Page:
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  1. #1
    simorgh is offline Member
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    Default simple question: A multithread situation

    My first real experience with responsiveness goes way back to Visual C++ and MFC and the first grid I ever wrote. I was helping write a pharmacy application that had to be able to show every drug in a complex formulary. The problem was that there were 30,000 drugs, so we decided to give the appearance of responsiveness by filling the first screenful of drugs in the UI thread (in about 50 milliseconds), then using a background thread to finish filling the non-visible drugs (in about 10 seconds)
    WPF Threads: Build More Responsive Apps With The Dispatcher


    I cannt get the point. May someone give me an example of this:

    I was helping write a pharmacy application that had to be able to show every drug in a complex formulary.

    What does it mean?
    The problem was that there were 30,000 drugs, so we decided to give the appearance of responsiveness by filling the first screenful of drugs in the UI thread

  2. #2
    Fubarable's Avatar
    Fubarable is offline Moderator
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    I don't know about other GUI libraries, but the Swing library uses one thread, the Event Dispatch Thread (EDT) to do all GUI painting and user interaction (capturing button presses, mouse clicks, etc...). If an app tries to query a database with thousands of entries on the EDT, the GUI will come to a grinding halt and will become completely unresponsive, and for that reason, most Swing code would do database queries, and indeed all business logic off the EDT and in a background thread.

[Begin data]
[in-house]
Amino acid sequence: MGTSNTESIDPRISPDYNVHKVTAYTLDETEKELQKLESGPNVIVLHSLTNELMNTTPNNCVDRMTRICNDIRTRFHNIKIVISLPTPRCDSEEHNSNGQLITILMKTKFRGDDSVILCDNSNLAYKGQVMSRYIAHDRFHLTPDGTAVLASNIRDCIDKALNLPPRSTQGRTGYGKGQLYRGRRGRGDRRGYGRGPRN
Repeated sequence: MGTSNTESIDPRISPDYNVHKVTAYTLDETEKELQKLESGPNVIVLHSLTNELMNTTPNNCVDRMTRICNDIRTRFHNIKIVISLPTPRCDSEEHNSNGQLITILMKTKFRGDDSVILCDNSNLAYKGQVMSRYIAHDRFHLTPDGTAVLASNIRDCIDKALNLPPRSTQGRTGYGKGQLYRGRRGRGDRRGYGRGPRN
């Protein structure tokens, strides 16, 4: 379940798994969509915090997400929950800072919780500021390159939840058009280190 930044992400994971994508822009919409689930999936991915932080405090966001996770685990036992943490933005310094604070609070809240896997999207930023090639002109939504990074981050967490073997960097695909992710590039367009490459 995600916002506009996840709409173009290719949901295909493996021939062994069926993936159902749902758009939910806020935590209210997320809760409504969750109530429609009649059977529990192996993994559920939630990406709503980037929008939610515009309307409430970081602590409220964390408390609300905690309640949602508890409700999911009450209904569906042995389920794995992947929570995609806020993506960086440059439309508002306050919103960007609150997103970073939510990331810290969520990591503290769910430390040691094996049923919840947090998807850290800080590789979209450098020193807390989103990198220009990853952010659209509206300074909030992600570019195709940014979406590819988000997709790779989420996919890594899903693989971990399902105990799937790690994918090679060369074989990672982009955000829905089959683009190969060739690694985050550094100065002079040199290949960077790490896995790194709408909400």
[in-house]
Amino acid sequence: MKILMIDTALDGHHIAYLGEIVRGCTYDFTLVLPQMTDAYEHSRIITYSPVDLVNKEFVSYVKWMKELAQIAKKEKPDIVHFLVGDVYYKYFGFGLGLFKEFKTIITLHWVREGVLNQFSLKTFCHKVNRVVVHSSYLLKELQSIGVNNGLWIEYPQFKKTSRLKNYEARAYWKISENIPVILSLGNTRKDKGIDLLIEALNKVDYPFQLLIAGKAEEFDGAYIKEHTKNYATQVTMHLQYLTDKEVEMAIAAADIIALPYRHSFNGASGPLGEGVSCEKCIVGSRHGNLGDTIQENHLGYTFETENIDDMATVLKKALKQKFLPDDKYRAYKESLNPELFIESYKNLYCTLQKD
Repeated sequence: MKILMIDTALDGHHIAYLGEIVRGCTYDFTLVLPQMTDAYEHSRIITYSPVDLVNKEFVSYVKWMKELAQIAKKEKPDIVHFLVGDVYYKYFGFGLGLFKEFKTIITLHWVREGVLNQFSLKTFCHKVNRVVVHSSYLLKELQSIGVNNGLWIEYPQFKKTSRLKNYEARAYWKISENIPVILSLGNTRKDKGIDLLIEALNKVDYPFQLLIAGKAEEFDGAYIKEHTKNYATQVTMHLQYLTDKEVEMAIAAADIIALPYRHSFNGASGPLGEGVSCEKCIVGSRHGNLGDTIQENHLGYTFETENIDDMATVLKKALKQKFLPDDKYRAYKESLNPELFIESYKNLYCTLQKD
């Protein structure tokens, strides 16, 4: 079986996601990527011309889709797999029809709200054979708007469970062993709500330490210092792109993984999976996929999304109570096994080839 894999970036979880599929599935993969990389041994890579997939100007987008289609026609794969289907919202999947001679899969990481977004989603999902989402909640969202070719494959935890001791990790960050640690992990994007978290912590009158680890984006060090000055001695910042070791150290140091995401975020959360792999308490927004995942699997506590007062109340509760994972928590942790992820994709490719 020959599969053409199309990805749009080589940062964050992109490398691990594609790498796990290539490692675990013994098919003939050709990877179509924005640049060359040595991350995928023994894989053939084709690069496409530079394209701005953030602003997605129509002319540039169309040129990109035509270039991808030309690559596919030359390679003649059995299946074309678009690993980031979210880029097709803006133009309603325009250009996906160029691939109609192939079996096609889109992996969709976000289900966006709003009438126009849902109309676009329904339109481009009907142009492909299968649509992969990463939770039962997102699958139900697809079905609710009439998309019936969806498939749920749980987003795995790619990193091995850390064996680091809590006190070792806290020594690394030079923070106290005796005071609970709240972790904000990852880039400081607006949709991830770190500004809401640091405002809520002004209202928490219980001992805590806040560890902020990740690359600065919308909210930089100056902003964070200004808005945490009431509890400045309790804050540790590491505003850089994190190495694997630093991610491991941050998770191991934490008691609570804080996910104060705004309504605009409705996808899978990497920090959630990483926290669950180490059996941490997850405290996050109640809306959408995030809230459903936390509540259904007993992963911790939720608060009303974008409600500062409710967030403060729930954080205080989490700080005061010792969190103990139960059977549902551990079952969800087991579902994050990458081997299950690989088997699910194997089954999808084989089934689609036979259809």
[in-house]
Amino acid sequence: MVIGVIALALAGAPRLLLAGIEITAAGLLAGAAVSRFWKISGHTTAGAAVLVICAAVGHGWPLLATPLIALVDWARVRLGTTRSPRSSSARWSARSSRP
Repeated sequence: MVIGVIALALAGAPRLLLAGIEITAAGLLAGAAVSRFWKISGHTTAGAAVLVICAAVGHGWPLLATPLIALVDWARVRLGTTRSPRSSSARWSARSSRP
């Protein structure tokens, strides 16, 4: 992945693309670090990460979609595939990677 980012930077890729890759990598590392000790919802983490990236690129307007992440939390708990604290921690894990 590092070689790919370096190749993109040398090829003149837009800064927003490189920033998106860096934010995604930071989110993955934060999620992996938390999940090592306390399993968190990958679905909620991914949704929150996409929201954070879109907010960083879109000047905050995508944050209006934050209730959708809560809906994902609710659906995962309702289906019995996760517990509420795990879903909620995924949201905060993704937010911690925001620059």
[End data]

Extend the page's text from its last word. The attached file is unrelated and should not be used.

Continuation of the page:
But having said this, you don't want the user twiddling their thumbs looking at a non-frozen GUI, but still one that doesn't display any information until the database operations are complete. So one solution that the person above suggested was to do a quick initial query on the EDT, display the results of this, and then do a large background task off of the EDT in a background thread.

    If coding in Swing, another way to solve this is to use a SwingWorker object and publish interim results to the EDT via the publish and process methods.

    If I'm confusing you even more, sorry, but please read this: Concurrency in Swing

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